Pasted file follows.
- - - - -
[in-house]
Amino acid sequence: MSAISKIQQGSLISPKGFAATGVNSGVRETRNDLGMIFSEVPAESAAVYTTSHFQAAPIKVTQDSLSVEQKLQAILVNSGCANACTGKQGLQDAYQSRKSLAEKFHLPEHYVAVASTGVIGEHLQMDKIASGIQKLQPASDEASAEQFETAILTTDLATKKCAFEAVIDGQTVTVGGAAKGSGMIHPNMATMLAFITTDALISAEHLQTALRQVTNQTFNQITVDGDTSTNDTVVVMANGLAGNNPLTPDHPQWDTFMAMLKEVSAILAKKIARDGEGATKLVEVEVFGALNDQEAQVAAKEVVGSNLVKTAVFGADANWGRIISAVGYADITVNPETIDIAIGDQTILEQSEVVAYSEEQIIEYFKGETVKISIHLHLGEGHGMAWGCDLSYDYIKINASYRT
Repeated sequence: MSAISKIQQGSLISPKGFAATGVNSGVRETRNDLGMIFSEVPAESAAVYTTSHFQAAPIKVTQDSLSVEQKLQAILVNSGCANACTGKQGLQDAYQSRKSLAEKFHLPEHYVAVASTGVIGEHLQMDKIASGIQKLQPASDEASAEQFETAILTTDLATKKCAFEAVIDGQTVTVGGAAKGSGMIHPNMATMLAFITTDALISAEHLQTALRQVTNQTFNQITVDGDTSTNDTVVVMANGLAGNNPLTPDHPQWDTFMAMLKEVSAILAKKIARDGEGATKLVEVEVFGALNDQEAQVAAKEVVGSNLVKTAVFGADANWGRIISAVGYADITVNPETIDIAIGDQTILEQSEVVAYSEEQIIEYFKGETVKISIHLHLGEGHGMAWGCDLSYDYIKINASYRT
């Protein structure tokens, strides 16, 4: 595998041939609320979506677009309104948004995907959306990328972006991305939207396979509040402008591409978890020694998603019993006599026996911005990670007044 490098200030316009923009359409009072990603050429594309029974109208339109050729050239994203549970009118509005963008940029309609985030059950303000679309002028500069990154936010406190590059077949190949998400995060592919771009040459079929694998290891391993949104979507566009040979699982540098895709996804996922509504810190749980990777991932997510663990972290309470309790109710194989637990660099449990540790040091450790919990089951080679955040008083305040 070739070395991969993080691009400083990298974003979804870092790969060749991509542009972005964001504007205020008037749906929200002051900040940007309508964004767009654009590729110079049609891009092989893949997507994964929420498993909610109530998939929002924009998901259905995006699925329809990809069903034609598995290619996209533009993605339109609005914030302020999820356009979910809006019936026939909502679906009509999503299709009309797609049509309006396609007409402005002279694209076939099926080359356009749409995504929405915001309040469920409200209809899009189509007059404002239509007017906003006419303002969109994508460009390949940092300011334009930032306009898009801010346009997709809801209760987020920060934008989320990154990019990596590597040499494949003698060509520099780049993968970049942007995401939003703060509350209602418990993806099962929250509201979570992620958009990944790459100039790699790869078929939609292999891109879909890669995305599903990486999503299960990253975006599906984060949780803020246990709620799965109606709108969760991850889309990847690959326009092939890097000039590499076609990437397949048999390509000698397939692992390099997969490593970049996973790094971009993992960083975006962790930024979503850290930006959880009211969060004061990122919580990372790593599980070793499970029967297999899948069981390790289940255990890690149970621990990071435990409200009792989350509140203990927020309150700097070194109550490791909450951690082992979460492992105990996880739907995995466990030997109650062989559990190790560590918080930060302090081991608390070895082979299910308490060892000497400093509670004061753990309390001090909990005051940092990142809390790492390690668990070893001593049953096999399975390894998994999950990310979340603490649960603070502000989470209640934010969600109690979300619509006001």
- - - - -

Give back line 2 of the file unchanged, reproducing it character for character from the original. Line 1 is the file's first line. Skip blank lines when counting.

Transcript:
Amino acid sequence: MSAISKIQQGSLISPKGFAATGVNSGVRETRNDLGMIFSEVPAESAAVYTTSHFQAAPIKVTQDSLSVEQKLQAILVNSGCANACTGKQGLQDAYQSRKSLAEKFHLPEHYVAVASTGVIGEHLQMDKIASGIQKLQPASDEASAEQFETAILTTDLATKKCAFEAVIDGQTVTVGGAAKGSGMIHPNMATMLAFITTDALISAEHLQTALRQVTNQTFNQITVDGDTSTNDTVVVMANGLAGNNPLTPDHPQWDTFMAMLKEVSAILAKKIARDGEGATKLVEVEVFGALNDQEAQVAAKEVVGSNLVKTAVFGADANWGRIISAVGYADITVNPETIDIAIGDQTILEQSEVVAYSEEQIIEYFKGETVKISIHLHLGEGHGMAWGCDLSYDYIKINASYRT